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ARS Home » Southeast Area » Auburn, Alabama » Soil Dynamics Research » Research » Publications at this Location » Publication #353482

Research Project: Enhancing Production and Ecosystem Services of Horticultural and Agricultural Systems in the Southeastern United States

Location: Soil Dynamics Research

Title: Energy correlated timing spectra in target neutron techniques

Author
item Kavetskiy, Aleksandr - Auburn University
item Yakubova, Galina
item Prior, Stephen - Steve
item Torbert, Henry - Allen

Submitted to: Nuclear Instruments and Methods in Physics Research
Publication Type: Peer Reviewed Journal
Publication Acceptance Date: 7/27/2018
Publication Date: 8/9/2018
Citation: Kavetskiy, A., Yakubova, G.N., Prior, S.A., Torbert III, H.A. 2018. Energy correlated timing spectra in target neutron techniques. Nuclear Instruments and Methods in Physics Research, Section B: Bean Interactions with Materials and Atoms. 433:80–86. https://doi.org/10.1016/j.nimb.2018.07.028.
DOI: https://doi.org/10.1016/j.nimb.2018.07.028

Interpretive Summary: The incorporation of carbon from atmospheric CO2 in plants can help mitigate global change through soil carbon storage. This work reflects efforts to develop in situ methods of measuring soil carbon without destructive soil sampling. Neutron based associated particle imaging (API) has been used to detect hidden illicit materials such as explosives, fissile materials, and narcotics. This work discusses the construction of an API experimental setup that can non-destructively measure soil carbon in the field.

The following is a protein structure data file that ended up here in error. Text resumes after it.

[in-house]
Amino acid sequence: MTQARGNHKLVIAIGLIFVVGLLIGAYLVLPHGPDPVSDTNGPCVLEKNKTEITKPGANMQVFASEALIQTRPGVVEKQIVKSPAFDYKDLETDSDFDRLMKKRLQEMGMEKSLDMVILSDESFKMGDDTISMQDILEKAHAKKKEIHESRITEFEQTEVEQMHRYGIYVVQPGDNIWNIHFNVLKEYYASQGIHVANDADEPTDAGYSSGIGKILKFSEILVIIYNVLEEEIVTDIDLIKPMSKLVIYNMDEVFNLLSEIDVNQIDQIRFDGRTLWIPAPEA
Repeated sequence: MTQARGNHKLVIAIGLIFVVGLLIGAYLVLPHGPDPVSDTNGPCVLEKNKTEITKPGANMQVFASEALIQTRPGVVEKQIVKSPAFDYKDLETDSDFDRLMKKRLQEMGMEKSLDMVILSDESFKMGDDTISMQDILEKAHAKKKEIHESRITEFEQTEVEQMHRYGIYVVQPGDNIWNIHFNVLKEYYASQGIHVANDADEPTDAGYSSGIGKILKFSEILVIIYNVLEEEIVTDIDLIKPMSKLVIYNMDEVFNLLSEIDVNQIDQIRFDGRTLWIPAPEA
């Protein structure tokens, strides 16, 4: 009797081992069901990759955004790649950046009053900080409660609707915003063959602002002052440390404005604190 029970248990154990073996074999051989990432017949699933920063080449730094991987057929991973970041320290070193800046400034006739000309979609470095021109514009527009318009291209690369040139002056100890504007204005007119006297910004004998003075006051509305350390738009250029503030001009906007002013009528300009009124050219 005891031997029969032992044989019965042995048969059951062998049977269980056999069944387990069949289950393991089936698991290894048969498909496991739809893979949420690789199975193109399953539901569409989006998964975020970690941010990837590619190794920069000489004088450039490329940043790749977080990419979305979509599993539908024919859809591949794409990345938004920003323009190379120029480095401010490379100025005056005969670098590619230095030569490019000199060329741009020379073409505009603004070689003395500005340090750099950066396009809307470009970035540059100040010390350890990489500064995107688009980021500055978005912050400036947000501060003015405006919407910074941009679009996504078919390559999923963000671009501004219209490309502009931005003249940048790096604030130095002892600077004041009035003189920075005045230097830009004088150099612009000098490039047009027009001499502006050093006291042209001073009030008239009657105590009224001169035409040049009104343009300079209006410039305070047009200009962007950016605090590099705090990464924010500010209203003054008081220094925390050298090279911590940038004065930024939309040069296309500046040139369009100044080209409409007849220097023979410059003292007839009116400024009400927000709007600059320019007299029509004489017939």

Technical Abstract: An associated particle imaging (API) experimental setup with nanosecond operated electronics was constructed and tested. This API setup has the ability to measure alpha-gamma coincidence (timing) spectra, time correlated energy gamma spectra, and energy correlated timing spectra. The speed of 14.1 MeV neutron was defined from measurement of carbon energy correlated timing spectra. The measured value (5.2 cm/ns) agreed with reference data that confirmed a proper working setup and authenticated experimental results. Test experiments with graphite samples demonstrated that the minimal detectible level (MDL) of carbon with the appropriate timing window in API mode is 2.5 times less than in continuous mode. Results indicate that this API method is quite promising for soil carbon analysis due to significantly improved MDL.